SALT LAKE CITY — Many watch the Super Bowl for the love of one of America's favorite pastimes, but the advertisements themselves draw in a crowd of viewers.
We already know who won the game, but what about all the buzzworthy commercials?
Cheers and boos erupted from the office of Richter7, a Salt Lake-based marketing and communication agency, as the company declared its picks for the best and worst of Super Bowl LII's ads during its annual Ad Bowl Monday.
"This is our world. We live this and breathe these ads all the time, and this is the biggest stage. When you're in the advertising world, this is the Oscars of advertising," Richter7 President Tim Brown said.
The pungent smell of spicy chicken wings filled the cramped conference room, or the "Ad Bowl Arena," as two Richter7 employees wearing referee costumes took score of their co-workers' choices.
The company has held its post-Super Bowl celebration for the past 23 years, Brown said.
"They look forward to this after-game party … (to) take away all the football and focus in on the ads and see who really scored," Brown said.
The office gave Tide's "It's Yet Another Tide Ad" the title of "Most Valuable Ad." The ad featured actor David Harbour dressed as Mr. Clean as he danced and announced, "It's a Tide ad."
According to Richter7, the best ad made on a relatively low budget was Verizon's "First Responders," which shines a spotlight on emergency medical personnel who "answer the call."
Kia's "Feel Something Again" won Richter7's title of "Celebrity Sack," or best commercial with a celebrity appearance. The commercial shows rocker Steven Tyler reverse-age as he drives the 2018 Kia Stinger.
As the Richter7 staff watched each commercial and voted on a scale of 1-7, each ad seemed to elicit a strong response, whether positive or negative.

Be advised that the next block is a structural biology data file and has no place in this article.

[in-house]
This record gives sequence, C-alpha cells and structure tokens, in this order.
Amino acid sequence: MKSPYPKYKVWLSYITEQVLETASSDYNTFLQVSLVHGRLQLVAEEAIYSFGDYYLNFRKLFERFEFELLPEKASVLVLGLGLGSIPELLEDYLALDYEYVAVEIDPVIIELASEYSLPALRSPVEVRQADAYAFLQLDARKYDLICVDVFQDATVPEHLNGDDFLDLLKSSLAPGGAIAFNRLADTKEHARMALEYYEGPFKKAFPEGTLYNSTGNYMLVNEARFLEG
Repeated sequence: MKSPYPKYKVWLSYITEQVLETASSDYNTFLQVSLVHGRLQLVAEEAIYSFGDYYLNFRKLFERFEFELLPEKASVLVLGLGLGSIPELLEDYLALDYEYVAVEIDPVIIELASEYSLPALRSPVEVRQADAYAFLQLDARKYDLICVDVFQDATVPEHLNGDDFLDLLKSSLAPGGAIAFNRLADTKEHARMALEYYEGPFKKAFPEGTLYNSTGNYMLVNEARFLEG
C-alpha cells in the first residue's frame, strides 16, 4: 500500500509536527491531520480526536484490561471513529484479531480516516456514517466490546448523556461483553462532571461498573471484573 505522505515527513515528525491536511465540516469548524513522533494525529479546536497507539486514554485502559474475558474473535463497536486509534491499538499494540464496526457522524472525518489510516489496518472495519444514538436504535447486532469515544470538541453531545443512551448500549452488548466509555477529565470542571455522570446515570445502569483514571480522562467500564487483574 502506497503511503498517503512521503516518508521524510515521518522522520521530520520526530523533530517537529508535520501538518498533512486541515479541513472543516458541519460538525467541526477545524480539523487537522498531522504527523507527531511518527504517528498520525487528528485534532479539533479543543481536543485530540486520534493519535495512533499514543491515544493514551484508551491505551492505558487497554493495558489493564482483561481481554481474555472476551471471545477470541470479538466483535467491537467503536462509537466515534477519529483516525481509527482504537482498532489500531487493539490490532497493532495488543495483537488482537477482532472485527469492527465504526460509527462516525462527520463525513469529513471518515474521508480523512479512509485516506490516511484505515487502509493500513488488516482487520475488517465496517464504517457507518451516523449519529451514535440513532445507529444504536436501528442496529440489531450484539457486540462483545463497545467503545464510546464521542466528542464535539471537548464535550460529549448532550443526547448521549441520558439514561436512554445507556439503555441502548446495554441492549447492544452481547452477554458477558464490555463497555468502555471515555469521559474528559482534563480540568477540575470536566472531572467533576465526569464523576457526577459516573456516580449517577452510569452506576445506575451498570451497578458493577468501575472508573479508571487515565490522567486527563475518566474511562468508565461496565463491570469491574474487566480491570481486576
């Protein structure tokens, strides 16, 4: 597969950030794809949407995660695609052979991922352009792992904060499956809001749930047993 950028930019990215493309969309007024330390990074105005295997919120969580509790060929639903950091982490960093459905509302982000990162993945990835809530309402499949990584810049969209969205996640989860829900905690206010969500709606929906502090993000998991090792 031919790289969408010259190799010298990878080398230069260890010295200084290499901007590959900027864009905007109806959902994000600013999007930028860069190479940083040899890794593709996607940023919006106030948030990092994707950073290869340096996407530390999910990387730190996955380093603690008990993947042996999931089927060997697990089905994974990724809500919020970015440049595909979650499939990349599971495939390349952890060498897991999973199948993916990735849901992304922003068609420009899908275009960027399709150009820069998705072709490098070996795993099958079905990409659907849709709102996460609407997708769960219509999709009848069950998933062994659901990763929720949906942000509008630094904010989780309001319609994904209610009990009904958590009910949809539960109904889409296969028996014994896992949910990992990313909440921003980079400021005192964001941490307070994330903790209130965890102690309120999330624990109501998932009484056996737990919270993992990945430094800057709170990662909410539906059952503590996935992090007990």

But what makes an ad good or bad?
One commercial that initiated a negative response, in the Richter7 office as well as on Twitter, was the Dodge commercial that features parts of Dr. Martin Luther King Jr.'s "Drum Major Instinct" speech.
Richter7 gave it a low score, naming it "Should Have Punted."
"With the Martin Luther King one, I was feeling inspired by it. This is Martin Luther King, an icon, a legend, an inspirational leader in this country, and he continues to do so decades after his passing. I thought, don't make this commercial. Don't commercialize this. And sure enough, at the end, it was a Dodge Ram truck," Brown said.
"And it wasn't just a subtle thing. It was big. In that same speech, he was actually talking about 'don't commercialize things.' So I'm thinking: Where did they miss the mark there? Where did they not see that was the thing?" he added.
The marketing company president believes succesful commercials "connect with the audience" and "connect with emotion," making viewers feel inspired. They also may "relate to something (people) are going through," Brown said.
As a contrast to the less-than-successful Dodge commercial, Brown remembered one memorable ad. In 1980s "Mean" Joe Greene commercial for Coca Cola, a little boy gives the ornery football star a bottle of soda, and in return, the football star gives the little boy his jersey.
"We all relate to being a little kid wanting something," he said. "'Mean' Joe Greene had a tender heart. It's simple. It touched your heart."
This year, however, Coca-Cola may have missed its mark. The "Creative Fumble" title — for a commercial that tries and fails to appeal to viewers — went to Coca Cola's "Because I Can," which shows a young woman dancing as she drinks a can of soda because, as she says, she "can't help it."
An ad's use of humor can also bring a strong response, Brown said.
The commercial that garnered the most laughs from the Richter7 office, NFL's "Dirty Dancing," won the title "Championship Chuckle." In the ad, football stars Eli Manning and Odell Beckham Jr. perform the famous dance from the film "Dirty Dancing."2 comments on this story
The title of "Illegal Use of $$" for the ad that may have used its budget less-than-effectively went to Turkish Airline's "5 Senses," in which Dr. Oz talks about the human body as the screen moves from cinematic scenes around the world.
For viewers, the commercials are easy entertainment. However, stakes are high for the companies involved.
Highly coveted ad time costs well over $5 millionper 30-second spot this year, according to Superbowl-ads.com.
"If you can tell a story, then you've gotta do it in 30 seconds, and because the price tag is so high … that's why it's so critical," Brown said.